6 Tips to Collect Accurate Moving Quotes as Your Home Closing Date Looms

As if selling the house wasn’t work enough, you’ve also got to plan for moving day which you’re contractually obligated to coordinate on deadline (no pressure!).

While it’d be tempting to schedule the first moving company that pops up in Google just to save yourself one more hassle, any smart customer knows that comparison shopping will lead you to the best deal on shoes, hair dryers…and yes, moving companies.

When the pricing ranges between $25-$100 per mover, per hour, shaving a few dollars off the rate could save you a nice chunk of change. Follow these tips for how to collect accurate moving quotes so that the movers arrive on time with a plan of attack—and you don’t walk away with sticker shock.

A computer showing the time to get a moving quote.
Source: (Matthew Henry/ Burst)

Tip #1: Start collecting moving quotes as soon as possible

Moving.Tips, a comprehensive site driven by moving professionals that has helped more than 300,000 people organize their move, says that sooner is far preferable to later when it comes to starting the process of collecting quotes for your move for a few reasons:

  • Early birds snag the moving discounts
  • Choose from a wider selection because fewer companies will be booked for your moving date. You’ll be able to confirm and reserve the moving day you want, letting you focus on other parts of the move.

If you’ve got the flexibility to coordinate a move during offseason, you could save big on moving expenses. However, sellers with a set closing date don’t usually have the luxury to change their move time. In the event that you’re locked into a summer move, it’s especially important that you start the moving quote inquiry process early. Of the approximately 40 million Americans who relocate annually, most do so between May and September.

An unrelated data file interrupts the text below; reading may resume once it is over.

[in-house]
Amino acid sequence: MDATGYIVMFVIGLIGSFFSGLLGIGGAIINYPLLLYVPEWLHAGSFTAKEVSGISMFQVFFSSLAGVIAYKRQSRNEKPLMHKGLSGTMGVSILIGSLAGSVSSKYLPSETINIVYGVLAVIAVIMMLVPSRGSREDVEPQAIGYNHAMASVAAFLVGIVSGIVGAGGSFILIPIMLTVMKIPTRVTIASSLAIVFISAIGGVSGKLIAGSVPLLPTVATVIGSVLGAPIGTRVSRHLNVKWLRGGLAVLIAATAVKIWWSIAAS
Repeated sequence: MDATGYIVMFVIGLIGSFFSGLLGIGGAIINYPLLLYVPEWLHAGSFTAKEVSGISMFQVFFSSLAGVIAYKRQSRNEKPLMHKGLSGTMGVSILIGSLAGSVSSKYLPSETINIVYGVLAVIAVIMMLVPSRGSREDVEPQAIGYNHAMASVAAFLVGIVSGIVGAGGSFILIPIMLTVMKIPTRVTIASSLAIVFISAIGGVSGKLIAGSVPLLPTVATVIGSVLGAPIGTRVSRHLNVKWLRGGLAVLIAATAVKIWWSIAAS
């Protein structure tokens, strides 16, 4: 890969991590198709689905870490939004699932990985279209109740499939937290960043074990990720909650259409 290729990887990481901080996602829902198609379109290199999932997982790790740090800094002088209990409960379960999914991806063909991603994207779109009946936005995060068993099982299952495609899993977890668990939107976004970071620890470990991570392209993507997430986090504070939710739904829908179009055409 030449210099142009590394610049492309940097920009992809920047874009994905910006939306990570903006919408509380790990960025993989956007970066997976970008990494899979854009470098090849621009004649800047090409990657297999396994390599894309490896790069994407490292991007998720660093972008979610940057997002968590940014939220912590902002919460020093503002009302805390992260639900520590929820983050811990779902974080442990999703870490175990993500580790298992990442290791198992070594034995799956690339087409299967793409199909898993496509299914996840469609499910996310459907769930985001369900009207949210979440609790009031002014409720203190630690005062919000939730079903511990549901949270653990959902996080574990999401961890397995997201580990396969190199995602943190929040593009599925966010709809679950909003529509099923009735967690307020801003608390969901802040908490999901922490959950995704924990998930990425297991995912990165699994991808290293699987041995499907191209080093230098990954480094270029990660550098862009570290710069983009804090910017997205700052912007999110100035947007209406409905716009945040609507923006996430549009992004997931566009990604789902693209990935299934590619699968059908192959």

Tip #2: Collect no fewer than 3 moving quotes

Plan to get at least three or four moving companies to give you an estimate for the purposes of price comparison. You’ll kick yourself down the road if you realize you went with the most expensive mover in town simply because you didn’t do the homework.

You won’t have trouble finding moving companies, according to American Moving and Storage Association (AMSA) research, the moving industry consists of 7,000 companies operating at just shy of 14,000 locations providing mostly moving and storage services for household and office goods.

A few questions you should expect to ask potential movers when getting estimates, according to My Moving Reviews, a decade-old online consumer resource:

  • Are you willing to provide an on-site binding written estimate? An in-home estimate is your only chance at getting an accurate price quote, and even then, you should budget for the move to cost more.
  • Can you offer any discounts or promotions? It never hurts to ask.
  • How long will the move take? You need to know this not only for purposes of pricing, but so that you can fit the physical move into your already-packed schedule.

Don’t be afraid to ask your real estate agent for suggestions and guidance on local movers. “We’re certainly happy to refer them to vendors,” says Kimberly Plourde, a Virginia-based agent with 21 years of experience. “I’m a full-service agent … you build a pretty good network. We’re problem-solvers, and if you’ve got a good Realtor on your side, they’ll help you find solutions.”

Tip #3: Understand the moving estimate terminology

As defined by Consumer Affairs, a Better Business Bureau-accredited online consumer resource center, the different types of estimates you can expect to receive include:

  • A binding moving estimate, which holds the mover to the price that they quote you so long as there are no changes in the job itself.
  • Non-binding moving estimate, which is simply a statement of a mover’s best guess of your total cost. The final price will likely differ depending on your shipment’s weight and the services you choose. By law, you need only be required to pay 110% of your written estimate at the time of delivery, with the balance billed at a later date.